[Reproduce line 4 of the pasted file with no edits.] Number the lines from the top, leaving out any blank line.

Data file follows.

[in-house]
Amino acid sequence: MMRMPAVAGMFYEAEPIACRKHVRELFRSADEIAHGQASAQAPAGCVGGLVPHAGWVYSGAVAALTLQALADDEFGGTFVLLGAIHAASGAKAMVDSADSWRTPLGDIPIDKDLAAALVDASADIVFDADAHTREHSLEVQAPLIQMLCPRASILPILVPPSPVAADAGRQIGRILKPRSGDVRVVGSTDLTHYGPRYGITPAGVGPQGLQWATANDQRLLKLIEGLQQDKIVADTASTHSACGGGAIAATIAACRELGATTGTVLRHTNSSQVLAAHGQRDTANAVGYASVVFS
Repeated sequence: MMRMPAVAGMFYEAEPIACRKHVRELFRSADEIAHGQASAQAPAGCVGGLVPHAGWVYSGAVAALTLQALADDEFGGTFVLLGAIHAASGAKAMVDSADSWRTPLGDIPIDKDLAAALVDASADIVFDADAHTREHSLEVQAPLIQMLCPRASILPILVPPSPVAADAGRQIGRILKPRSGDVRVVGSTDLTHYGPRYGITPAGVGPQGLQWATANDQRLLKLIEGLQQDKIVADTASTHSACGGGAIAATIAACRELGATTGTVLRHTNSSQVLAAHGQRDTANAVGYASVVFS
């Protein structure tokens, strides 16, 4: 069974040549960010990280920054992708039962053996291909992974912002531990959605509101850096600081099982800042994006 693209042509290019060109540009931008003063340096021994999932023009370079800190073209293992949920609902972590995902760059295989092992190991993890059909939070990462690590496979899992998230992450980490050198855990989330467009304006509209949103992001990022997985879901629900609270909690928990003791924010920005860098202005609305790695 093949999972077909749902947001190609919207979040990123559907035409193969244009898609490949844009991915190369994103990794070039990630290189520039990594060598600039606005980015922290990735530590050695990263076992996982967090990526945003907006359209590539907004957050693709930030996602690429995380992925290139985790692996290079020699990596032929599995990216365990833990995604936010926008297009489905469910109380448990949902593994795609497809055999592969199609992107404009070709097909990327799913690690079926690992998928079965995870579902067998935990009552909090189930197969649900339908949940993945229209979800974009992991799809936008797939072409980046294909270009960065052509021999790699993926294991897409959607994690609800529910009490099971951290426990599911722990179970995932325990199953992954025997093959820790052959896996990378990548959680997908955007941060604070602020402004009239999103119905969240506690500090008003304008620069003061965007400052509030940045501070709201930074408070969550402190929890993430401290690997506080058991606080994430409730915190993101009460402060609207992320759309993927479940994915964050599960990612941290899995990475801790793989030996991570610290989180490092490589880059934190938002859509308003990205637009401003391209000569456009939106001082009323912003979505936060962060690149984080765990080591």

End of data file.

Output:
């Protein structure tokens, strides 16, 4: 069974040549960010990280920054992708039962053996291909992974912002531990959605509101850096600081099982800042994006 693209042509290019060109540009931008003063340096021994999932023009370079800190073209293992949920609902972590995902760059295989092992190991993890059909939070990462690590496979899992998230992450980490050198855990989330467009304006509209949103992001990022997985879901629900609270909690928990003791924010920005860098202005609305790695 093949999972077909749902947001190609919207979040990123559907035409193969244009898609490949844009991915190369994103990794070039990630290189520039990594060598600039606005980015922290990735530590050695990263076992996982967090990526945003907006359209590539907004957050693709930030996602690429995380992925290139985790692996290079020699990596032929599995990216365990833990995604936010926008297009489905469910109380448990949902593994795609497809055999592969199609992107404009070709097909990327799913690690079926690992998928079965995870579902067998935990009552909090189930197969649900339908949940993945229209979800974009992991799809936008797939072409980046294909270009960065052509021999790699993926294991897409959607994690609800529910009490099971951290426990599911722990179970995932325990199953992954025997093959820790052959896996990378990548959680997908955007941060604070602020402004009239999103119905969240506690500090008003304008620069003061965007400052509030940045501070709201930074408070969550402190929890993430401290690997506080058991606080994430409730915190993101009460402060609207992320759309993927479940994915964050599960990612941290899995990475801790793989030996991570610290989180490092490589880059934190938002859509308003990205637009401003391209000569456009939106001082009323912003979505936060962060690149984080765990080591």